V1 Custom Sweep Analysis (Deep Dive)

87GN

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I've been trying the micro 34.7 for four 130 mile trips. Didn't seen a Texas DPS trooper running radar the whole time! This CS is great! It repels cops;)
 

87GN

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I've been running the 34.7 micro sweep and it seems to do the job very well! It also does well on 35.5 as I'm starting to encounter that frequently a bit more.
 

Buz

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I've been running the 34.7 micro sweep and it seems to do the job very well! It also does well on 35.5 as I'm starting to encounter that frequently a bit more.
If you remove redundant sweep 5 and widen sweeps 3 & 4 a tad you’ll have a well-balanced and superfast setup.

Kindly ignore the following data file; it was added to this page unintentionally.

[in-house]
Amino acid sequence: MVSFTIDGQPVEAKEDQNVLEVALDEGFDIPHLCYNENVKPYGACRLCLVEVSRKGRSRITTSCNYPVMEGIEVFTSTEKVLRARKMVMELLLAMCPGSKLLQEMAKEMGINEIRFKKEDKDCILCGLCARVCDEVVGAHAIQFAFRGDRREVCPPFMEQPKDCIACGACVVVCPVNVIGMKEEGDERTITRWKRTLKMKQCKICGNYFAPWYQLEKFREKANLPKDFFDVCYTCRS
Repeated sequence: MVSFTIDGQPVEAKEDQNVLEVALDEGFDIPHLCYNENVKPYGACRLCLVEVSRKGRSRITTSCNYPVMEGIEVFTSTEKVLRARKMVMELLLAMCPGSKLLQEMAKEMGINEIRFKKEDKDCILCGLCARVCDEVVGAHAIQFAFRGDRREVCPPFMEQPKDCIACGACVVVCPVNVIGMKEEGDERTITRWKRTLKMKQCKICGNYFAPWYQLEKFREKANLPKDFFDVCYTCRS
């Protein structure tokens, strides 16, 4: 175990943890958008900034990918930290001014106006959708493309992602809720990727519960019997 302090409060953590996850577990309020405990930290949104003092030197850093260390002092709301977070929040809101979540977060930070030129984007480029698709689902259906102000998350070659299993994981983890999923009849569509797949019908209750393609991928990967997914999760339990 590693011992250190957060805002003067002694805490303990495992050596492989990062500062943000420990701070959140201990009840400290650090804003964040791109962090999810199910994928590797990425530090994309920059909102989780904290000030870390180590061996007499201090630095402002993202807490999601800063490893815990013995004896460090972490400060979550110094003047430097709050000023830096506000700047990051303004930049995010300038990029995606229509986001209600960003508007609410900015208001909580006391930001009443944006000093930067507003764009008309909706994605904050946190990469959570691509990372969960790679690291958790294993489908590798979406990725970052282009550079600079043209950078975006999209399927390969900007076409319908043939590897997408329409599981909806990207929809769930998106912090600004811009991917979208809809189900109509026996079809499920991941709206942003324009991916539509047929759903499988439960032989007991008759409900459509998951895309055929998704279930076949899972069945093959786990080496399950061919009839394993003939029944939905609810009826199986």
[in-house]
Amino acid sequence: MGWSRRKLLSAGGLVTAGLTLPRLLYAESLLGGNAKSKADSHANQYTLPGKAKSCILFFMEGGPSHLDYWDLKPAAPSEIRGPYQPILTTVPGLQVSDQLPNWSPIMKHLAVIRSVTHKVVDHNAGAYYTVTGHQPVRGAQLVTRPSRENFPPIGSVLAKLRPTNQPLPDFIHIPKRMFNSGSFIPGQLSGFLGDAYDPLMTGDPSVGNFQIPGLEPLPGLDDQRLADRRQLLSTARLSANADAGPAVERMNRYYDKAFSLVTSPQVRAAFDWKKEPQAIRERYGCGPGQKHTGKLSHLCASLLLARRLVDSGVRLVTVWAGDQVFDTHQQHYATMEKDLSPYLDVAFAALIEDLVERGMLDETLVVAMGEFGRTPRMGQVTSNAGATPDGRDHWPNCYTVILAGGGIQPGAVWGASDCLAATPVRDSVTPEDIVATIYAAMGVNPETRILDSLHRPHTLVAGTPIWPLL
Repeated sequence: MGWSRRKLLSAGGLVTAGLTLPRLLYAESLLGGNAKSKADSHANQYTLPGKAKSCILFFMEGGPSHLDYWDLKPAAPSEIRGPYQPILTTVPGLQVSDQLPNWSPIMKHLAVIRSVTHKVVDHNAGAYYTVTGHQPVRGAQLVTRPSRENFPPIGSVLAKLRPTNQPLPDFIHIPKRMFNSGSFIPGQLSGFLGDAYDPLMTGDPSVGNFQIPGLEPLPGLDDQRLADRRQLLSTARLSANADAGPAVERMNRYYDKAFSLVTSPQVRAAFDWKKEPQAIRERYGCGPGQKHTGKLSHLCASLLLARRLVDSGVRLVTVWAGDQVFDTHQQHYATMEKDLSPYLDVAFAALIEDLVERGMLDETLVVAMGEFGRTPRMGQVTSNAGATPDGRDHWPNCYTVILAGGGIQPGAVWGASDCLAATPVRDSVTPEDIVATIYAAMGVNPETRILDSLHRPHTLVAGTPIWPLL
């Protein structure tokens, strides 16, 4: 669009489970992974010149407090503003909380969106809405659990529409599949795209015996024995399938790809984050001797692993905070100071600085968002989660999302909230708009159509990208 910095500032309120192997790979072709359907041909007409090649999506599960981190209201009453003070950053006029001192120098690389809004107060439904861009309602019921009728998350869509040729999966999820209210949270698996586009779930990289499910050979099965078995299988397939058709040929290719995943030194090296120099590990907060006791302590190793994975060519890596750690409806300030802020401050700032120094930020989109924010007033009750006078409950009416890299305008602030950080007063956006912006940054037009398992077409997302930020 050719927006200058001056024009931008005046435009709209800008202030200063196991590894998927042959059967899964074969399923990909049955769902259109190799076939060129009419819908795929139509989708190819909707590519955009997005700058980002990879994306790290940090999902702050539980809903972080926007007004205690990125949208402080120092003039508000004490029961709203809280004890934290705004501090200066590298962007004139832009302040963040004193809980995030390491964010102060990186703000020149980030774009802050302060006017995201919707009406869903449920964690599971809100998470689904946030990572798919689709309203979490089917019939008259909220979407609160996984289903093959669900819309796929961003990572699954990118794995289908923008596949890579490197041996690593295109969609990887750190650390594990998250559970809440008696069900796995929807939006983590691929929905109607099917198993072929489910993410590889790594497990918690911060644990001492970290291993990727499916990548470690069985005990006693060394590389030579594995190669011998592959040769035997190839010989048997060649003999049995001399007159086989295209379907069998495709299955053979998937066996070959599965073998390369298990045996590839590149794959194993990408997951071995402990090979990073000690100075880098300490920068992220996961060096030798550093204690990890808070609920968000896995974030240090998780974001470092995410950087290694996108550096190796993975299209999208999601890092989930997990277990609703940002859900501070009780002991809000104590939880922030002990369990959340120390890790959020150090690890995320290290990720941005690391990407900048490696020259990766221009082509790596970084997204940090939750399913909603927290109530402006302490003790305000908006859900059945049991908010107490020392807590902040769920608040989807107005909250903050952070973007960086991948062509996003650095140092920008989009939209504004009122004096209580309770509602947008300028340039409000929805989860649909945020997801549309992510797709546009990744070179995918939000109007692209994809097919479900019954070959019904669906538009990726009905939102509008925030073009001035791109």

That’s what I did and I’ve been running with this setup longer than any other I’ve tried. (Wider Micro Sweeps Balanced)

On paper you can’t beat this sweep pattern. Inside the V1, who knows what’s really going on?
 
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LouG

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This could be the reason I get brief alerts from a Police patrol base 600 - 800 metres down a side road on my route to town every morning. The cops leave their Stalkers on while inhaling doughnuts. I'm running 6 interleaved 34.7 sweeps only as we do not have 33 or 35 freq cop radar here. I can easily get 3 to 4km alert range on a heavily trafficked, slightly undulating, straight urban road near here too.
I can't complain about V1 range.
 

cihkal

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The V1 splits ka into upper and lower Ka sections because it utilizes three oscillators. If I remember correctly one is for X/Ku, one is for Ka Lower/K, and one is Ka Upper/K. As PC mentioned it over sweeps to cover manufacturing variabilities.